Although the Wolfe pattern may be considered as a texture-based system, it is subjective, which limits its usefulness. To more reliably and accurately quantify the mammographic pattern of the breast, mammographic breast densities have been expressed as a quantitative percentage of total breast area or volume, and computerized techniques were developed to quantitate breast percent density (PD; refs. 7, 8). PD has been well characterized (7), is reproducible (6, 7, 9), and consistently shows a strong association with breast cancer risk (6). The Wolfe pattern predicted breast cancer risk as well as PD in one (10) but not a second (11) study.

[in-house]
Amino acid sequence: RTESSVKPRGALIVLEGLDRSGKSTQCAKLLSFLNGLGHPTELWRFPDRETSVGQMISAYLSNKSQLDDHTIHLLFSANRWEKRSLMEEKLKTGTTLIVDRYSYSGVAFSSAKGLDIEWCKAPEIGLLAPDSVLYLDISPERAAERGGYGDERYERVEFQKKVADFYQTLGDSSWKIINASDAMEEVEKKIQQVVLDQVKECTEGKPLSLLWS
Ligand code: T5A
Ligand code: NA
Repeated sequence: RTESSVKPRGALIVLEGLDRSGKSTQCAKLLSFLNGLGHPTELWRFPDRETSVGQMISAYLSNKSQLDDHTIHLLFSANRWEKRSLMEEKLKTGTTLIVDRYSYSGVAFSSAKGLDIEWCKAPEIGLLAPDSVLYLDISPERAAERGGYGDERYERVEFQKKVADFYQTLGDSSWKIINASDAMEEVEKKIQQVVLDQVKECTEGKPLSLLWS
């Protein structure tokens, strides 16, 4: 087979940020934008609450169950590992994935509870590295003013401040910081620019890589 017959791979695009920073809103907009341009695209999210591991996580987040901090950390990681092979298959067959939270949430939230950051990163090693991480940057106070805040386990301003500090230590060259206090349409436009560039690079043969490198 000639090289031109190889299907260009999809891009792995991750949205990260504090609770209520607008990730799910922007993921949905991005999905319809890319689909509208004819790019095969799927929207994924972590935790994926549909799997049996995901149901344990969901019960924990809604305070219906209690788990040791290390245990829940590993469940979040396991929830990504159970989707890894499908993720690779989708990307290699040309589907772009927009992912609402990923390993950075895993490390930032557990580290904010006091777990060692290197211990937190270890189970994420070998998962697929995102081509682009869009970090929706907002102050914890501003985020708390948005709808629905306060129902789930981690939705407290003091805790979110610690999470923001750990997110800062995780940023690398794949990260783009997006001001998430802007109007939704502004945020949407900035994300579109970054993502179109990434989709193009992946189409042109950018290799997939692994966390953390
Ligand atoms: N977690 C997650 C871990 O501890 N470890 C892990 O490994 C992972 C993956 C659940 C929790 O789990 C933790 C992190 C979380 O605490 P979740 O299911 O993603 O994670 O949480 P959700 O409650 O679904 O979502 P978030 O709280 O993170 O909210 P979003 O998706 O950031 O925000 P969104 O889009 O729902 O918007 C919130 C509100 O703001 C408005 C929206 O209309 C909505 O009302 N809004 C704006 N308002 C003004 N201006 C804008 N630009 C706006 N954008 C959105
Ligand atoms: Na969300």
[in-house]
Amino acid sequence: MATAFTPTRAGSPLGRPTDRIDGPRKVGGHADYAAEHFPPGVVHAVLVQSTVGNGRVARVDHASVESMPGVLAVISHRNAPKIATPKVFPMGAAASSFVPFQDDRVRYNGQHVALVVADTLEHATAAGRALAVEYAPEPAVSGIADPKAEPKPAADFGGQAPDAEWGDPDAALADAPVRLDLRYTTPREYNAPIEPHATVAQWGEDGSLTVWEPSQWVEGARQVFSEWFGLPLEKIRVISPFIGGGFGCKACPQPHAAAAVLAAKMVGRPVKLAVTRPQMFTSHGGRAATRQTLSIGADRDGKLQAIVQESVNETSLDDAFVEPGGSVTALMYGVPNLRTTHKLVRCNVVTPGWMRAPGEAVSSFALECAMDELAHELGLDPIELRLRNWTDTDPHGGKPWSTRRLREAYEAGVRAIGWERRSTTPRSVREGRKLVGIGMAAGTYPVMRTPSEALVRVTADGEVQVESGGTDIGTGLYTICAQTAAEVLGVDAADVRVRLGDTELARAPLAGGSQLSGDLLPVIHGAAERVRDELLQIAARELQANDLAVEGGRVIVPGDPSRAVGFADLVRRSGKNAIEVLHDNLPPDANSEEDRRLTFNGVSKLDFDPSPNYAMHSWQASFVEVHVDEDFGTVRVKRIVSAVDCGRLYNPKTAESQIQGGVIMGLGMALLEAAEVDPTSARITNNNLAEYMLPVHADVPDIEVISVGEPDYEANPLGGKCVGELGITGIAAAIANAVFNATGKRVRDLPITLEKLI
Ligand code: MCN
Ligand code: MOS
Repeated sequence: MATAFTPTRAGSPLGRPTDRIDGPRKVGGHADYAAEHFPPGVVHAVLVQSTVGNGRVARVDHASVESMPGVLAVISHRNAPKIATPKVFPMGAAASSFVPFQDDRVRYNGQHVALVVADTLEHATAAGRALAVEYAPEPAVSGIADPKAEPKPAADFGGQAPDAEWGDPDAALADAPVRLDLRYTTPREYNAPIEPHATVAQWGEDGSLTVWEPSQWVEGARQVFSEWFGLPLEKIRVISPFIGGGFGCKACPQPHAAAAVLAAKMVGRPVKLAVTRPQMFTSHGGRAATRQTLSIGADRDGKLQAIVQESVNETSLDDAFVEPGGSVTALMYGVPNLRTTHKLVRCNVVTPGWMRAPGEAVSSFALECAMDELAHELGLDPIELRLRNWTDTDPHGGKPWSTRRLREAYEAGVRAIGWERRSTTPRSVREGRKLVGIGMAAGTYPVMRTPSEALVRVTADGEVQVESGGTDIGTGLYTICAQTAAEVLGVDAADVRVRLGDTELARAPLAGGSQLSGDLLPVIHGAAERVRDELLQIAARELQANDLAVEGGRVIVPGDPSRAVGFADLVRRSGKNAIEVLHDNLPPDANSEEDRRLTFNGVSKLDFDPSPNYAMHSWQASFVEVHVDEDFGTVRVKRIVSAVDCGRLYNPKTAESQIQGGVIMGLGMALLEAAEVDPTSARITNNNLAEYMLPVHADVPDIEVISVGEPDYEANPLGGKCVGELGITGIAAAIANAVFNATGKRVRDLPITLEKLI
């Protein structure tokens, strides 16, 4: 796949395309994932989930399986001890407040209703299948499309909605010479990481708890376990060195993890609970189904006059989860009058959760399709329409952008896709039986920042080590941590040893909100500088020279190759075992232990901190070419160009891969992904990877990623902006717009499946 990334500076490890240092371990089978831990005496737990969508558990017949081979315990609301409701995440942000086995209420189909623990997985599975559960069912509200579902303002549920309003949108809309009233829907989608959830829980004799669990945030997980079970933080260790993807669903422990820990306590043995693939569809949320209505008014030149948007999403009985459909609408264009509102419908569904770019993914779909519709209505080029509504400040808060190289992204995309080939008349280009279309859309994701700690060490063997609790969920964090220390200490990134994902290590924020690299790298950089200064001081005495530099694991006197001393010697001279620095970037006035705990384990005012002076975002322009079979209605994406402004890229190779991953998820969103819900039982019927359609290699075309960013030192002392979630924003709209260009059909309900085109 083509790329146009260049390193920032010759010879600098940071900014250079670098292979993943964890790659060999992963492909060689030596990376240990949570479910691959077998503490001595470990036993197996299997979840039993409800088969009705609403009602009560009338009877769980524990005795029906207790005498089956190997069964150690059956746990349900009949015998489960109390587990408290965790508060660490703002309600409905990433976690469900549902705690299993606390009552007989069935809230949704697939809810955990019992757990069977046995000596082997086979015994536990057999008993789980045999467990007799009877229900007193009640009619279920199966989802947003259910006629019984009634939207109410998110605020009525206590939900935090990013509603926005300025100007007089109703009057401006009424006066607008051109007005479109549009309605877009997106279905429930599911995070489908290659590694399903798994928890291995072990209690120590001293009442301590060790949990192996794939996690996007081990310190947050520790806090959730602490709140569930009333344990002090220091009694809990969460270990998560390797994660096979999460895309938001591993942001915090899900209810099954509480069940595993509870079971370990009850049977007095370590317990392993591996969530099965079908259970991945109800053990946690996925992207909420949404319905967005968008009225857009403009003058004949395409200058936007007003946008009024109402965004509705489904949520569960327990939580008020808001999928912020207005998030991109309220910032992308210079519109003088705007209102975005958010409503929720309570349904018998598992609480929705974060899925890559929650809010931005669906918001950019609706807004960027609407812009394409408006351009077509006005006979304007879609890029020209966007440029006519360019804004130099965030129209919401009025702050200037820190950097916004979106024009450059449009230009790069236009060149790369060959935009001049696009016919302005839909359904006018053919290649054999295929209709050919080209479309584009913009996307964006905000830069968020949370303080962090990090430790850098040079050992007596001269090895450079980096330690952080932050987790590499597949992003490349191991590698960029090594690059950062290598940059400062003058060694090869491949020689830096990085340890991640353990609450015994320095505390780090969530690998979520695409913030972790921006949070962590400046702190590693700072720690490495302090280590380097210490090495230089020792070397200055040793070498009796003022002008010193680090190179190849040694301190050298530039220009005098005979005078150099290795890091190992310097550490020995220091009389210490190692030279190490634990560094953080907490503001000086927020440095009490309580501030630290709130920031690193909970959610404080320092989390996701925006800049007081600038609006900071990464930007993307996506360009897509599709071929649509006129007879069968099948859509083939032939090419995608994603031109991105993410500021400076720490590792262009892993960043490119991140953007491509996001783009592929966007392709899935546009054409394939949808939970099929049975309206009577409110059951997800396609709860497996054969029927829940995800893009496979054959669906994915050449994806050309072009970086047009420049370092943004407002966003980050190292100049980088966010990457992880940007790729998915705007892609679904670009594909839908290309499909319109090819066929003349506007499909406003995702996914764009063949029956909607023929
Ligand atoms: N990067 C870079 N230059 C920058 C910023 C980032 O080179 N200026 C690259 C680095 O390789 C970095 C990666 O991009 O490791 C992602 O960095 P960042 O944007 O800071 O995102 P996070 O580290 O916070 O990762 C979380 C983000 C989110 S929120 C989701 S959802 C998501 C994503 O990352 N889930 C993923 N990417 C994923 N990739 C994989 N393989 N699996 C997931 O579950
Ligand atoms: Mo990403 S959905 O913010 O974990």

Although PD is an established risk factor for breast cancer, it is not sufficiently strong enough to use clinically for risk prediction (12, 13). One strategy to improve risk prediction is to incorporate additional aspects of the mammogram image. The observation that the Wolfe pattern does not correlate perfectly with PD suggests that there is additional information contained within the image observable by radiologists that is not being captured by PD alone. Image texture has long been used in image analysis for segmentation and classification, and multiple approaches to estimate and quantify texture exist. First-order features are those that can be calculated from the histogram of the values in the region of interest. These include mean value, variance, skewness, kurtosis, gray level percentile, and entropy (14). Such features, because they are based on the histogram, ignore information about the spatial relationships of the pixels and consider only their intensities. Second-order features do consider spatial relationships. Perhaps the most commonly used are Markovian features, based on the use of cooccurrence matrices, which measure the probability that a pixel of a certain gray level will be positioned at a particular distance and orientation from a pixel of a certain other gray level (15). Other second-order features include run-length measures, which evaluate texture by measuring “runs” of consecutive pixels with similar gray levels and calculating statistics based on the number and length of such runs (16). Laws features are based on “microtexture masks,” which are specifically designed to detect patterns such as edges or corners at specific orientations (17). Wavelet features measure energy from features at different scales and orientations (18, 19). Finally, Fourier techniques are based on the frequency spectrum of an image or region and can be used to identify preferred periodicities or orientations in a textural pattern or simply to evaluate high-frequency versus low-frequency content (20).